Discussion in 'Photographic Discussions' started by abraxas, Jun 3, 2008.
What do you think are the most important things, abraxas?
I DON'T KNOW!!!! That's why I'm here!
I always thought of composition as the arrangement of subjects. I never thought lighting was part of composition. I know its very very very important, but I just didn't think it fell under the composition umbrella (thought it was its own thing).
there is only one thing key in composing a picture
Thought process - Everything else can be subcatted under that
Textbook definition from schooling days WAY back when .....
1. A good photograph has a clear subject.
It's about something or someone. It may even tell a story about that subject. However the subject is clear and unambiguous Whoever looks at the photo immediately sees the subject.
2. A good photograph focuses attention on the subject.
In other words, the viewers eye is immediately drawn to the subject.
3. A good photograph simplifies.
It includes only those elements that draw the eyes to the subject and it excludes or diminishes those elements that might draw the eye away from the subject.
Lighting is NOT part of composition. It is part of technique as in how technically you deal with the natural lighting or how you add lighting to the scene.
well if by exposure you dont just mean the shutter speed but also the aperture then i gues my 3 would be.
having the right kind of lens
knowing exactly what you want form the picture
taking advantage of what is around you to help adavnce the image more
ioono thas what i think
This has been a pretty cool little thread. I do wish some of these photographers that claim that, "breaking the rules is what it's all about", would outline their thoughts, but,...
What's more of interest to me is of those that answered;
How long did it take to come up with your answer?
Is that what you think of when engaging a shot?
With many photos I can't tell I'm having a clear thought process while taking them. Somehow I feel them.
But then, I also think ... come to think of it.
I watch the borders, for example, as not to crop of vital parts of my chosen subject, only because me eye keeps glued to the focus points in the middle of my viewfinder (which is where it's mostly set to).
I re-compose after focusing to bring about the amount of imbalance that will make the image I plan to produce visually pleasant.
I look for lines (for when I was younger, I had an enormous inclination to produce horribly tilted photos!)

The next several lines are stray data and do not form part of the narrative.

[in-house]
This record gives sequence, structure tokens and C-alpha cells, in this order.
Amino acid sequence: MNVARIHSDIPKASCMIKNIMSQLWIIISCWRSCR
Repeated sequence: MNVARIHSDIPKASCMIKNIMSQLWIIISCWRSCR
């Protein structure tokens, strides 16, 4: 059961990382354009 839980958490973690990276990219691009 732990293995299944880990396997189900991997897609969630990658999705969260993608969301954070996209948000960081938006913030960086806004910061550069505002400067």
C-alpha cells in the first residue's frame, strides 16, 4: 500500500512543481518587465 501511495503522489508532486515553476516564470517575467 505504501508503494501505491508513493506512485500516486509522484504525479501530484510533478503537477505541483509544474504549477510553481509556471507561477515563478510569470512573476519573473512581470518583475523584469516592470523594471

I look for as much simplicity as I can possibly create within the photo I plan to take as not to have distracting background elements or things poking in from the sides disturb my composition.
All this applys to photos that I PLAN to take. Sometimes, however (like during the Meet-Up, for example) there also were situations that came and went so fast that only pointing and shooting were possible ... but from among those, you can still apply the "delete" button later if you feel they are simply not right.
Oh, and by the way, abraxas, when I feel that upon taking the photo the choice of lens or something other prevents me to get the chosen frame right in camera, I even allow myself the thought to crop the image later! Why not?
Oh. One more thought came to mind that has not so VERY much to do with composing while taking the photo (and the though process I have in those moments), but with the end results in general - another thing that I take as highly important: weeding.
Once the photos are taken and can be viewed by myself, I let them undergo another thorough thought process, and few only pass!
So I feel learning to CHOOSE, learning to see and feel what later works and what is only so-so and therefore need not be shown to anyone, is as important as observing certain things in the moment of taking the photo.
hmm, but many people have both .... but do not manage to get it the way they want it
I include myself here from time to time.
I really do not think there are best ways, just what works for what I am striving to accomplish for the photo. Each photo tells me what I need to do to get the capture I want. I never go to a shoot with any predefined ideas, I like to get there and let the subject, model, etc. inspire the composition.
Having something to say. Like a good book is more than just skilled use of words, a good picture (in my opinion) should say 'something'.
All the skills involved in perfect lighting, perfect exposure etc. can still result in boring pictures, but a picture with a story in it can be beautiful even if it is severely flawed technically. There is no shortage of tack-sharp, well lit bits of boringness around.
But that's just my opinion....
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